OK, I understand
Queensland-born, Melbourne-based designer Tahli Kornhauser makes the most exquisite handwoven accessories using a traditional Japanese technique of braid-making called Kumihimo (meaning 'gathered threads'). Tahli's pieces, created under the name DAGNY, are meticulously crafted using a wooden loom called a Marudai, which looks kinda like a giant and slightly more elegant 'Knitting Nancy', if you remember such things from your childhood. Braided by hand using the most beautiful combination of hand dyed Japanese silk threads paired with carefully selected vintage lucite beads, each DAGNY piece is one of a kind.
Tahli originally studied interior design at Swinburne University, and went on to work as an Exhibition Designer at The National Gallery of Victoria for three years. During this time, Tahli worked on the design and production various amazing exhibitions, and was part of the team team that refurbished the Permanent Asian Galleries at NGV International.
In 2009 Tahli's NGV contract could not be renewed due to lack of funding, and she returned to Queensland for a few months to consider her options. 'Whilst taking some time out at my parents' house, I became reminded of childhood days, when I had a passion for learning Japanese and making jewellery' says Tahli. She began teaching herself the intricate Kumihimo technique from a book, and later she travelled to Japan, seeking advice from Japanese artisans to further her skills. Slowly, the concept of DAGNY emerged.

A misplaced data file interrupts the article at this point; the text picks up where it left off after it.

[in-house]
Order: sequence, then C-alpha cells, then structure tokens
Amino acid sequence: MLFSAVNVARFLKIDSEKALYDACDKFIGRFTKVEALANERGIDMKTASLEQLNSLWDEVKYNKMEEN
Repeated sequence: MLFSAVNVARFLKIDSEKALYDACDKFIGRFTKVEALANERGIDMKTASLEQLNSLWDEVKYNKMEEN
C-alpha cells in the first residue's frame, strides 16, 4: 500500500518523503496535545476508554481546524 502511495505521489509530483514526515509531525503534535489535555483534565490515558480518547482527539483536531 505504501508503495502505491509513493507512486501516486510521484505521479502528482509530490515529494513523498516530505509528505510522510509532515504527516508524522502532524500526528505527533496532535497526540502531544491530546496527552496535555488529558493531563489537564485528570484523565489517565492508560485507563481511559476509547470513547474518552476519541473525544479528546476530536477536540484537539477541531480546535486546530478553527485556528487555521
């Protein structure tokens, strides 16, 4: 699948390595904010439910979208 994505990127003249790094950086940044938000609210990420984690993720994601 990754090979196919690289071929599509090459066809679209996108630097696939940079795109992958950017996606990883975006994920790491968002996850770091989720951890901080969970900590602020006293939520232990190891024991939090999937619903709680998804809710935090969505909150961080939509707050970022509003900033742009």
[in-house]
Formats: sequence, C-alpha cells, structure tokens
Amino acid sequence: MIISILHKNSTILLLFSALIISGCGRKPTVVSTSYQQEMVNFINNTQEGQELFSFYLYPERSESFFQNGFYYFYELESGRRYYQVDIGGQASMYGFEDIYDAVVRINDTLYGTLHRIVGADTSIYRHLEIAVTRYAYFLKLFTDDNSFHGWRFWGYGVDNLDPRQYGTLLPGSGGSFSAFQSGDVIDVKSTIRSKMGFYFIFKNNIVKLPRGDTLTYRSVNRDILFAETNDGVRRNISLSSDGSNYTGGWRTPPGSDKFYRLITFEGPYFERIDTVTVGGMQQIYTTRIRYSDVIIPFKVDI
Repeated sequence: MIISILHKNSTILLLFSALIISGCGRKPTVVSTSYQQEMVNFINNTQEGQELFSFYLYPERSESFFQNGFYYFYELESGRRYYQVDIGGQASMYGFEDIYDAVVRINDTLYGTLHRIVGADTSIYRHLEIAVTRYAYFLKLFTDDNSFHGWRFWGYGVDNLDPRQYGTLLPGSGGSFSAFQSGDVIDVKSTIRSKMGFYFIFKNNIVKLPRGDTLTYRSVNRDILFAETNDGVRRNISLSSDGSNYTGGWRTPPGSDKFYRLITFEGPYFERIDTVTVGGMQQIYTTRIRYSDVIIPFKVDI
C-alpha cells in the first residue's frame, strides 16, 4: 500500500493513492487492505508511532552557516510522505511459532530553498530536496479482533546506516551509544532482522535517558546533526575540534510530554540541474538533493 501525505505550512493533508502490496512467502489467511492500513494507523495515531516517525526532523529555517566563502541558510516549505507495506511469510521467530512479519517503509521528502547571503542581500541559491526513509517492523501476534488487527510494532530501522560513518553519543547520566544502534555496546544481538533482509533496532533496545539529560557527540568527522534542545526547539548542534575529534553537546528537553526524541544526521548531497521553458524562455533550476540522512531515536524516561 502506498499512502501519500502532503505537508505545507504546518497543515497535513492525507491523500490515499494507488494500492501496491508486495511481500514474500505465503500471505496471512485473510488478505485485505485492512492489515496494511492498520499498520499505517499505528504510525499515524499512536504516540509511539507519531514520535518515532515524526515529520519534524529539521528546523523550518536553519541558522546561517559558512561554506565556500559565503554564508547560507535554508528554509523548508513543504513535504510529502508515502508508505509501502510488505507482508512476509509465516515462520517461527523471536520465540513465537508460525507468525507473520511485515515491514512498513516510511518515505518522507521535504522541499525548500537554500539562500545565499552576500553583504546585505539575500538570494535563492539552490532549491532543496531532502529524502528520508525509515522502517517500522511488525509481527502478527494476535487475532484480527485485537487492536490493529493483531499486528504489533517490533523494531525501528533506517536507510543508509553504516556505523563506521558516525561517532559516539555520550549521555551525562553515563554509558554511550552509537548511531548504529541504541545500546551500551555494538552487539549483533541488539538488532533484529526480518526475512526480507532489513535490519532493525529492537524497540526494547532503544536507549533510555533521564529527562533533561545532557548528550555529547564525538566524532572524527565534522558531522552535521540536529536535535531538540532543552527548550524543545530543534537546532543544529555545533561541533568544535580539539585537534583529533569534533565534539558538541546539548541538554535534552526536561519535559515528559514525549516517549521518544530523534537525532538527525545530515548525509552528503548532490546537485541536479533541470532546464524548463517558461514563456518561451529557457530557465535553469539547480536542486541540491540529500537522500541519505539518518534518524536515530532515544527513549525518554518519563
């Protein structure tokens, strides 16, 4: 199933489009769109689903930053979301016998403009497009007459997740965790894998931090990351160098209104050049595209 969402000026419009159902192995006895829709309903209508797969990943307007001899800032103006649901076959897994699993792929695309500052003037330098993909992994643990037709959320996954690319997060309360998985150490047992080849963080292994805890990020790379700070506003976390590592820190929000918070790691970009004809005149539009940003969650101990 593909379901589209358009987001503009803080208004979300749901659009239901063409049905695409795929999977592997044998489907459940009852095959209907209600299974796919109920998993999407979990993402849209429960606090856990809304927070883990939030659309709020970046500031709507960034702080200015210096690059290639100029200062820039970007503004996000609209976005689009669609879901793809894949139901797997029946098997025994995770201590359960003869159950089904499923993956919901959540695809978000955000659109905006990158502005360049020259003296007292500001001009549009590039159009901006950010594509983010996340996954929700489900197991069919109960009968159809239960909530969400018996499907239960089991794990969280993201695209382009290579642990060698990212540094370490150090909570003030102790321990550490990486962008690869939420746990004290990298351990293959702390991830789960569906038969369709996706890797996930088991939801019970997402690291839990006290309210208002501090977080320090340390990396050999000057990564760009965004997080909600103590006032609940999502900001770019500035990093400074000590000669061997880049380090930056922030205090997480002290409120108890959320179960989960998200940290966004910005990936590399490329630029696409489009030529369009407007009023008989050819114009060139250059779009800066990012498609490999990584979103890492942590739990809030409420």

As a former Exhibition Designer, Tahli draws on design influences from her time spent surrounded by artworks and treasures from various cultures, coupled with an insatiable appetite for travel! 'Much of my aesthetic holds roots in African patterning and bold use of colour, yet the braiding technique is inherently Japanese' Tahli explains. 'Colours in nature constantly inspire me as well - I dream about colour all day long!'
Tahli now operates DAGNY out of her studio in Collingwood, and will also soon complete a Graduate Certificate in Arts and Community Engagement through The University of Melbourne. In tandem with developing her handcrafted range of accessories, she is also currently developing an exciting new project that pairs community groups with artistic practitioners to create collaborative outcomes. One of these projects will soon see Tahli collaborate with her talented friend, illustrator/designer, Timothy Rodgers.